While humans may be able to tolerate relatively large quantities of xylitol with little more than gastrointestinal upset, small amounts of the substance have proven quite dangerous for dogs. In August 2006, the Animal Poison Control Center run by the American Society for the Prevention of Cruelty to Animals issued a warning of an increase in canine poisonings related to consumption of xylitol-containing baked goods, candies and chewing gum.25 Dogs that consume significant amounts of xylitol-sweetened foods (more than 100 mg per kg of body weight) can experience a sudden drop in blood sugar resulting in depression, loss of coordination and seizures within 30 minutes of ingestion.26 There also appears to be a strong link between high doses of xylitol (500-1,000 mg per kg of body weight) and the development of liver failure in dogs.27 According to one case report, a standard poodle died after eating five or six xylitol-sweetened cookies.28 Even small quantities of the compound can be dangerous for dogs, so dogs ingesting any amount of xylitol should receive immediate veterinary attention.

Regardless of their relative safety, research to date suggests that alternative sweeteners don't necessarily help people lose weight. Xylitol and sucralose, while derived from materials found in nature, are highly chemically processed products that are not quite as natural as manufacturers would like consumers to believe. Overall, the jury is still out on the long-term health effects of most alternative sweeteners.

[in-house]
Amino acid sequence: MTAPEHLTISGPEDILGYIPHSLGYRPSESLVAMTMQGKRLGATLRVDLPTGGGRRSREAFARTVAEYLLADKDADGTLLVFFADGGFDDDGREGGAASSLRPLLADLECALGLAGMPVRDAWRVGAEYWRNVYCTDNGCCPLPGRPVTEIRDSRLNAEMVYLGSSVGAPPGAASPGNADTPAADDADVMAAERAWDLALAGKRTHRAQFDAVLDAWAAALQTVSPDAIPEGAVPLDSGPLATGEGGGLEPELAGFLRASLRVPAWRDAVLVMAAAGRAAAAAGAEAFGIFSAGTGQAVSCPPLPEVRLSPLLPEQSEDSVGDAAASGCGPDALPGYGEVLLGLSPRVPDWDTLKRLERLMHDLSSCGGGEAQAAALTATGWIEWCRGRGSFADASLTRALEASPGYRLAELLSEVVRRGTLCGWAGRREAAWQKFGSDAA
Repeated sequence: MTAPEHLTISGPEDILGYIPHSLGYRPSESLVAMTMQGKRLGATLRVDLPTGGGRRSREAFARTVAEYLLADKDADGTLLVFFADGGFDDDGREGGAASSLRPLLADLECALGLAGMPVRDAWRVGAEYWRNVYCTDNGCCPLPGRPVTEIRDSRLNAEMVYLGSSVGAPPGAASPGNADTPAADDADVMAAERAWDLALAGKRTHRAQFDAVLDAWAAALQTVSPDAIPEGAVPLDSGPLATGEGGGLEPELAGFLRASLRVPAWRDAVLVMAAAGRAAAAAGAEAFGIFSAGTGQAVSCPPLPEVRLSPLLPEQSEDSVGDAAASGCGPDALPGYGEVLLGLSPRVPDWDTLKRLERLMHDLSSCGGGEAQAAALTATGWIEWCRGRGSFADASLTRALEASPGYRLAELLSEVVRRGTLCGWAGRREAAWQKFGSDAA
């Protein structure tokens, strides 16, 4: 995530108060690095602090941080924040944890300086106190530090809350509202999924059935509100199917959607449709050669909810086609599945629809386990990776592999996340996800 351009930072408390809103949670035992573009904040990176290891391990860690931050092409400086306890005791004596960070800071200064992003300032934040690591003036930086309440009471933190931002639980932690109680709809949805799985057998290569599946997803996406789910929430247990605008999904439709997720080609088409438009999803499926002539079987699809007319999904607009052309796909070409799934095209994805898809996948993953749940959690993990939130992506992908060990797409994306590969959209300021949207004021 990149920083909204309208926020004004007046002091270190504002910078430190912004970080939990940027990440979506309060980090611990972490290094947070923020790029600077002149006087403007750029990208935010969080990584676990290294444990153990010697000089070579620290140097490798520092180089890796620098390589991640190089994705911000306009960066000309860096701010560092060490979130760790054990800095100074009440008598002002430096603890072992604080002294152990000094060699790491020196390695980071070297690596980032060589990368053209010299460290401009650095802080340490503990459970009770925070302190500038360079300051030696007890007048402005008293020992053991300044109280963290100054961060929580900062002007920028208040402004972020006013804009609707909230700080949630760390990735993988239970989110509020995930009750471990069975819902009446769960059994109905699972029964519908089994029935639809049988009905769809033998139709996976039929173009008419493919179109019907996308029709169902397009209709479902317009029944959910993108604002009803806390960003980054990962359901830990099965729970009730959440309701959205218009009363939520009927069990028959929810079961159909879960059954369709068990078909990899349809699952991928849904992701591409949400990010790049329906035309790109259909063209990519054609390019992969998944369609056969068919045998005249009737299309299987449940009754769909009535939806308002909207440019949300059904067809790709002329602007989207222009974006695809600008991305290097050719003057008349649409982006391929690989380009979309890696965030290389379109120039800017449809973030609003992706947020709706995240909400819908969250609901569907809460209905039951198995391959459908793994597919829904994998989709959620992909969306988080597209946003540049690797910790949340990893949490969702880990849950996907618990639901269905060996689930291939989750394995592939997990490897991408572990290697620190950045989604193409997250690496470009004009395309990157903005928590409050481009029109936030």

Evelyn Leigh is a freelance writer and natural health advocate based in Boulder, Colo.

Natural Foods Merchandiser volume XXVIII/number 11/p. 40,42

The following table is a quick reference guide to the sweetness and calorie content per gram of a number of alternative sweeteners.


Sweetness relative to sucrose

Calories per gram

Glycemic index

U.S. Regulatory status


60 to 80 percent as sweet

0.2 kcal/g


GRAS (generally recognized as safe)

Lo han

250-400 times sweeter

No data available

No data available

Dietary supplement


200-300 times sweeter

0 kcal/g

No data available

Dietary supplement


600 times sweeter

0 kcal/g

No data available

Approved as food additive


No data available

4 kcal/g




100 percent as sweet

2.4 kcal/g


Approved as food additive

1. Livesey G. Health potential of polyols as sugar replacers, with emphasis on low glycaemic properties. Nutr Res Rev 2003;16:163-91.
2. Bellisle F, Drewnowski A. Intense sweeteners, energy intake and the control of body weight. Eur J Clin Nutr 2007;61:691-700.
3. Grice HC, Goldsmith LA. Sucralose—an overview of the toxicity data. Food Chem Toxicol 2000;38(Suppl 2): S1-S6.
4. Finn JP, Lord GH. Neurotoxicity studies in sucralose and its hydrolysis products with special reference to histopathologic and ultrastructural changes. Food Chem Toxicol 2000;38(Suppl 2): S7-S17.
5. Roberts A, et al. Sucralose metabolism and pharmacokinetics in man. Food Chem Toxicol 2000;38(Suppl 2):S31-41.
6. Grotz VL, et al. Lack of effect of sucralose on glucose homeostasis in subjects with type 2 diabetes. J Am Diet Assoc 2003;103(12):1607-12.
7. Bigal ME, Krymchantowski AV. Migraine triggered by sucralose—a case report. Headache 2006;46:515-27.